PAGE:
Posted by Richard Willett - Memes and headline comments by David Icke Posted on 23 May 2024

Not every air incident is a conspiracy and neither is it ‘global warming’?

“Never let a good crisis go to waste.”

If in doubt, attribute a quote to Churchill because he probably did say it at one time or another. It’s certainly been stolen many times over, and the mainstream media, BBC, Sky et al. have declared an emergency, broken the glass and pulled the dusty old axiom out of its case as the pictures of bloodied passengers and crew – pure gold to the climate catastrophisers – came in yesterday after the Singapore Airlines accident over Myanmar (Burma in old money). For aircraft accident it was, and as, sadly, a death was involved, and several severe injuries, this is how it will be treated by the Singapore aviation authorities. They are nothing if not thorough there and eventually the exact truth of the sequence of events will come out, but by then the caravanserai of the chattering classes will have emptied and the climate caravan will be somewhere, anywhere else. They only need to borrow the truth for a day or two, they don’t need to own it.

A troublesome incident for sure. A ‘perfect storm’ of events seems to have come together. Geographically, Singapore Airlines flight SQ321 was nearing the end of its journey from London and the passengers were being served ‘breakfast’, or whatever meals are called where local time has overtaken stomach expectations. Trollies were out, galleys were stacked with the detritus of 300-odd meals, and passengers were queuing for the loos to freshen up before the arrival into Singapore. All so normal.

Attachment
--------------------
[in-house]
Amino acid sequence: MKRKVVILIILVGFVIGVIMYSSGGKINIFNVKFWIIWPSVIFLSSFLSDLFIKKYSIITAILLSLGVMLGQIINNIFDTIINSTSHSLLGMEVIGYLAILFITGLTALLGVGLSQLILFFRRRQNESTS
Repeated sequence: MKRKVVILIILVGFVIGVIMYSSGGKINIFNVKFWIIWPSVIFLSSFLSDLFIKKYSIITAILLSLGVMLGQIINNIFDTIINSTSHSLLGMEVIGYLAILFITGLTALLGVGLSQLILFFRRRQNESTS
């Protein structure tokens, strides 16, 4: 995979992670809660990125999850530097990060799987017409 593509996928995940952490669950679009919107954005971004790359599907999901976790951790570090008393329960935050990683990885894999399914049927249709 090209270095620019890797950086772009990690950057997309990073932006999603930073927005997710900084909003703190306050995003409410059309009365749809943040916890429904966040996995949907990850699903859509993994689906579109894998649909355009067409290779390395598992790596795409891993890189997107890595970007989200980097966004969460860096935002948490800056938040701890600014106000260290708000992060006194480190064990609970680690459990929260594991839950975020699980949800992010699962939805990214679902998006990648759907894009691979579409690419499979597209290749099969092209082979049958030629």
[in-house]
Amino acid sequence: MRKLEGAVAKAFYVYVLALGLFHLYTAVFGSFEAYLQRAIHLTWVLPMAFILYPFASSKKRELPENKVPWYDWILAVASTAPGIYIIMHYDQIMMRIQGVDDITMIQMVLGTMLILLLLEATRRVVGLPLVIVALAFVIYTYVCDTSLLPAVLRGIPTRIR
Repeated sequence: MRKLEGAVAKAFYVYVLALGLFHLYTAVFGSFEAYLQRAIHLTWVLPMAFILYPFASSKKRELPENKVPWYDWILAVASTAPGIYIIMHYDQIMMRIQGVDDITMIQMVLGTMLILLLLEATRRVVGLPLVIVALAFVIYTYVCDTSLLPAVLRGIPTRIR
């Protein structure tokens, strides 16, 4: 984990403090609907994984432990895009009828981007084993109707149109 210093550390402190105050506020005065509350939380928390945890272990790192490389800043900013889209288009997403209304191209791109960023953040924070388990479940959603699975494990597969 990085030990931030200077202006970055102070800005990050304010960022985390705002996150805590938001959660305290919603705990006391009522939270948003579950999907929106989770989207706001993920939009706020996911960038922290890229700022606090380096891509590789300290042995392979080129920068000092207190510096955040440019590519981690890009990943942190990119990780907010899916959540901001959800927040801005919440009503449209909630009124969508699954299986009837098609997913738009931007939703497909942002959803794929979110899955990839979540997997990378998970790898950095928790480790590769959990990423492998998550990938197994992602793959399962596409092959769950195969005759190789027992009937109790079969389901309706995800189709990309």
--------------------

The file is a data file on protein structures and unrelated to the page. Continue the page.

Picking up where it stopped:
It was approaching mid-afternoon local time, and it’s Monsoon season in that part of the world. Time for the thunderclouds to be developing. Happens every year at this time. Has to happen or it’s a crisis for farmers, fishermen and the local economies around the Bay of Bengal. Yes, if the Monsoon is a bit too vigorous places like Bangladesh suffer loss of life with floods, but sadly, t’was ever thus. It’s no coincidence that if the Monsoon is too (un)damp a squib, then it is described as ‘failed’. It’s that important and has been over the centuries.

It does bring in its wake what the met men describe as ‘chaotic skies’. Clouds everywhere at every level, biblical thunderstorms with electrical activity – and yet hundreds of aircraft full of passengers daily pick their delicate way through the Monsoon without serious incident.

It’s been happening like this since Ponticus was a pilot, as they say. I’ve been navigating these skies since I started commercial flying when I was 20. I learned from the old China-Hands who did it in the early days of what we would today recognise as perfectly normal aviation, not overflying most of the weather, but actually picking their way through it at dead of night with only rudimentary weather warning radar. The already red cockpit lighting turned right down to almost nothing so they could stare out into the night and try to spot the cumulonimbus with their name on it. The Flight Engineer would use a small torch to read the engine instruments so as not to disturb the pilot’s night vision. It was part of the job then. The old captains would joke that it was worse when they were doing this to spot a night fighter that would spoil their evenings more surely than any bloody fluffy white cloud. Yet they (and we) had the greatest of respect for the forces of Mother Nature, then and now. A night fighter will fill your aircraft and possibly you with holes. A cumulonimbus can take hold of you and rip you up like a paper aeroplane.

Read More: Why Do We Now Think Politicians Can Control the Weather?

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